Benjamin Bathurst: Missing Regency Era Diplomat

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Benjamin Bathurst (18 March 1784 – 1809?) was a British diplomatic envoy who disappeared in Germany during the Napoleonic Wars. He was the third son of Henry Bathurst, Bishop of Norwich.

Bathurst disappeared on or about 25 November 1809, sparking much debate and speculation about his ultimate fate, especially in science fiction stories, based on a perception (fostered by secondary sources) that his disappearance was a case of particularly sudden, perhaps supernatural, vanishing. Recent research suggests the circumstances of Bathurst’s disappearance were wildly exaggerated, and that he was almost certainly murdered.

Benjamin Bathurst entered the diplomatic service at an early age and was promoted to the post of Secretary of the British Legation at Livorno. In 1805, he married Phillida Call, daughter of Sir John Call, a Cornish landowner and baronet.

In 1809, he was dispatched to Vienna as an envoy…

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7 thoughts on “Benjamin Bathurst: Missing Regency Era Diplomat

  1. An unsolved mystery is always entertaining. Nonetheless, I am going with the body discovered in 1852 as the murdered Bathurst. But why take away his pantaloons to be discovered elsewhere? Perhaps they were trying to distract the police away from the scene of the crime.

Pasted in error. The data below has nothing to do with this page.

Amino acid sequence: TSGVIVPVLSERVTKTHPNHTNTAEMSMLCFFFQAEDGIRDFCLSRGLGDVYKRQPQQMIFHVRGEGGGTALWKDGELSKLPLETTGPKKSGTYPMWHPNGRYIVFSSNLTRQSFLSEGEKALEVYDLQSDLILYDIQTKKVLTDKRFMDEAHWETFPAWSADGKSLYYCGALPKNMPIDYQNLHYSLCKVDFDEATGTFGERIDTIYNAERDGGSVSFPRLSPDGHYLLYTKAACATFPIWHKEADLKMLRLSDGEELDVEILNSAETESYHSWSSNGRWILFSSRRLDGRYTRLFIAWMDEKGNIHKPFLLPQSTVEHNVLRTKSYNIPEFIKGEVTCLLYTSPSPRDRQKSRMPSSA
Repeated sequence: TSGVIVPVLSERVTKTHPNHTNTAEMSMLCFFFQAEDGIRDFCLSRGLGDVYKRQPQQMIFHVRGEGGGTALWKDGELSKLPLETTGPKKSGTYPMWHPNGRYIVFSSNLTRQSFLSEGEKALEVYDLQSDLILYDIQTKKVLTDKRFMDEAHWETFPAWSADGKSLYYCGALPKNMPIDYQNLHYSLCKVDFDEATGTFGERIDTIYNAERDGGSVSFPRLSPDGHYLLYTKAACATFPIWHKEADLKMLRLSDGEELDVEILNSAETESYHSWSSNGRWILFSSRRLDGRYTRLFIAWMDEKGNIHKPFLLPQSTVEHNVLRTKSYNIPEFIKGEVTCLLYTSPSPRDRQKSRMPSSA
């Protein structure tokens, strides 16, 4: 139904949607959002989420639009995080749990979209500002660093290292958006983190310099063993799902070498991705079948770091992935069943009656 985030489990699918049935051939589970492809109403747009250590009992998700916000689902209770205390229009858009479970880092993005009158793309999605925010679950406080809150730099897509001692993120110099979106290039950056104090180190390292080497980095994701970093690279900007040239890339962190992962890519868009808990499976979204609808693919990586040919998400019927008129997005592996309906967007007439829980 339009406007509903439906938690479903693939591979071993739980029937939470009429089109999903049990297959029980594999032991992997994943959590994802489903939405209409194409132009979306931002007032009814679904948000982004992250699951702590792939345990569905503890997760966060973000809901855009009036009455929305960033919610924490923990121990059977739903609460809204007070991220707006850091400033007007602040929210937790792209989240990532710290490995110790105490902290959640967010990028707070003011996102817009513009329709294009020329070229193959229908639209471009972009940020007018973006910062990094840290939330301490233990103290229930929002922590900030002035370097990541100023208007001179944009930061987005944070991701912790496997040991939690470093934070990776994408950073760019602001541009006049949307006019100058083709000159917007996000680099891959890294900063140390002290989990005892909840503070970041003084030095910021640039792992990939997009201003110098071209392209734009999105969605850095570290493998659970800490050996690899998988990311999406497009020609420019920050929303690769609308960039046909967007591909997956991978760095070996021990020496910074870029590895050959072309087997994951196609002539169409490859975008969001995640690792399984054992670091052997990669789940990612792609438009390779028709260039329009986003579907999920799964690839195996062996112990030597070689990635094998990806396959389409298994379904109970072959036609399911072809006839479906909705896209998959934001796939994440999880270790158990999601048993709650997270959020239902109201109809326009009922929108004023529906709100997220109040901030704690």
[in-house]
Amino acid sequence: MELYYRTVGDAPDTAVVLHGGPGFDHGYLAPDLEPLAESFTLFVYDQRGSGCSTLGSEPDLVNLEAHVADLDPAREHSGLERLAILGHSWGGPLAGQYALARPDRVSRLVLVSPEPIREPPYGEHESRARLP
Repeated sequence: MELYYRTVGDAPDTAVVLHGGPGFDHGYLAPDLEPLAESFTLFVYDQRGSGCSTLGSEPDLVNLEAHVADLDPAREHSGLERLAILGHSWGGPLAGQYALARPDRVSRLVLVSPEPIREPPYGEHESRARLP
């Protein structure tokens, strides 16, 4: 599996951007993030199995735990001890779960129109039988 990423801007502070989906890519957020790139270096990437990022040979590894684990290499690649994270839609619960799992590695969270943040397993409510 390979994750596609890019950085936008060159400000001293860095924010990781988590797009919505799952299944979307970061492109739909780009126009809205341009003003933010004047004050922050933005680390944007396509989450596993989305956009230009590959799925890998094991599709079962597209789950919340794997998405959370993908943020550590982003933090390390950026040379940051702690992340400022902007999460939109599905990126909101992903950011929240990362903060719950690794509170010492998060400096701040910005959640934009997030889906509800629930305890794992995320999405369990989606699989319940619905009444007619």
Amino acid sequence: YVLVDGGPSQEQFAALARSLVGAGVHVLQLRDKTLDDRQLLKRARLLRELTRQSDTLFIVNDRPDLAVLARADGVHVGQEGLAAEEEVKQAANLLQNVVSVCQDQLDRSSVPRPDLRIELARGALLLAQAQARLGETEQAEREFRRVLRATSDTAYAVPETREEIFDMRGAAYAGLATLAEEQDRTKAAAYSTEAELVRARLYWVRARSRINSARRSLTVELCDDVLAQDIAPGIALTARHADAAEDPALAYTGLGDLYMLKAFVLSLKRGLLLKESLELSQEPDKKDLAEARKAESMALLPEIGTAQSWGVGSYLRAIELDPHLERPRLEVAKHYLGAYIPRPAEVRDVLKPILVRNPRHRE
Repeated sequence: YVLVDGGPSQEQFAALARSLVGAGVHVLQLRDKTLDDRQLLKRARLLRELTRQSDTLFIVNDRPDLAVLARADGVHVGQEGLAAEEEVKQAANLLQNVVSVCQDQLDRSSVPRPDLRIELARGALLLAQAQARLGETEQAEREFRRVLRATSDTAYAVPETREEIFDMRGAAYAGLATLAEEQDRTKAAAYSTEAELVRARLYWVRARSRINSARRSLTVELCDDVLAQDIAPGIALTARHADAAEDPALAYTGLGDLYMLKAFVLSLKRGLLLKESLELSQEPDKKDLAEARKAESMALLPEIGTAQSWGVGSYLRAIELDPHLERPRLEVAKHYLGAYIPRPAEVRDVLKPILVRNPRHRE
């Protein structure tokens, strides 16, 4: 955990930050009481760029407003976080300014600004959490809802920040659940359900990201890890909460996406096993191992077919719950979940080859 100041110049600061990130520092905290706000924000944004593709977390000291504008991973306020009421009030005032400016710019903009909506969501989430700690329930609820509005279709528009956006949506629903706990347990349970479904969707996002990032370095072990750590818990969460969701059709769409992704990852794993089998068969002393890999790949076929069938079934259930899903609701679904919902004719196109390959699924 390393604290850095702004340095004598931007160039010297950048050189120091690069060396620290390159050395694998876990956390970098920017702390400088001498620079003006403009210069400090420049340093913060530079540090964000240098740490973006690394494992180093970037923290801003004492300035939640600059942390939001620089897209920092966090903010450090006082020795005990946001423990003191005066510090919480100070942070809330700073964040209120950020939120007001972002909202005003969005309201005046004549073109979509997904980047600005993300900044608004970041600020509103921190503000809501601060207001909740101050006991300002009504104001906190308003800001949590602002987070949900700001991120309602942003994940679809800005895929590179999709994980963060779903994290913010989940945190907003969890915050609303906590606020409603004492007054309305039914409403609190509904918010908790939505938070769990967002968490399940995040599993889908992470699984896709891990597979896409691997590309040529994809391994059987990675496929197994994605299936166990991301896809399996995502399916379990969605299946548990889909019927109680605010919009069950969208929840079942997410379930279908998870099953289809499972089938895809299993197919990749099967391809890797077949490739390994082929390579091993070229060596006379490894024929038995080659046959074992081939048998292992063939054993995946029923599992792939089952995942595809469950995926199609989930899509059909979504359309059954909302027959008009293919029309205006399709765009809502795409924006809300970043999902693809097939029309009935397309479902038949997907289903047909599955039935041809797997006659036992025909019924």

(Pantaloons. That’s a great word, we should bring it back)
    Best wishes, Pete.

    Liked by 2 people

    • beetleypete, I am not certain about 1854, but early on there were laws about transporting a body (as in grave robbers, better known as resurrectionists). If the body was fully clothed, a person (if caught by the authorities) could be charged with theft of the clothing, but not the body. Medical schools required more bodies for anatomy courses than the government gave them. (When sentenced to death, a person’s body would be donated to the medical schools to the tune of about 50 per year. The schools needed about five times that many.)

      Liked by 1 person

      • Ah, the ‘Burke and Hare’ days. Perhaps he served to educate foreign doctors after his demise instead of being the man in the cellar. An even deeper mystery. Good stuff indeed Regina.
        Best wishes, Pete.

        Liked by 1 person

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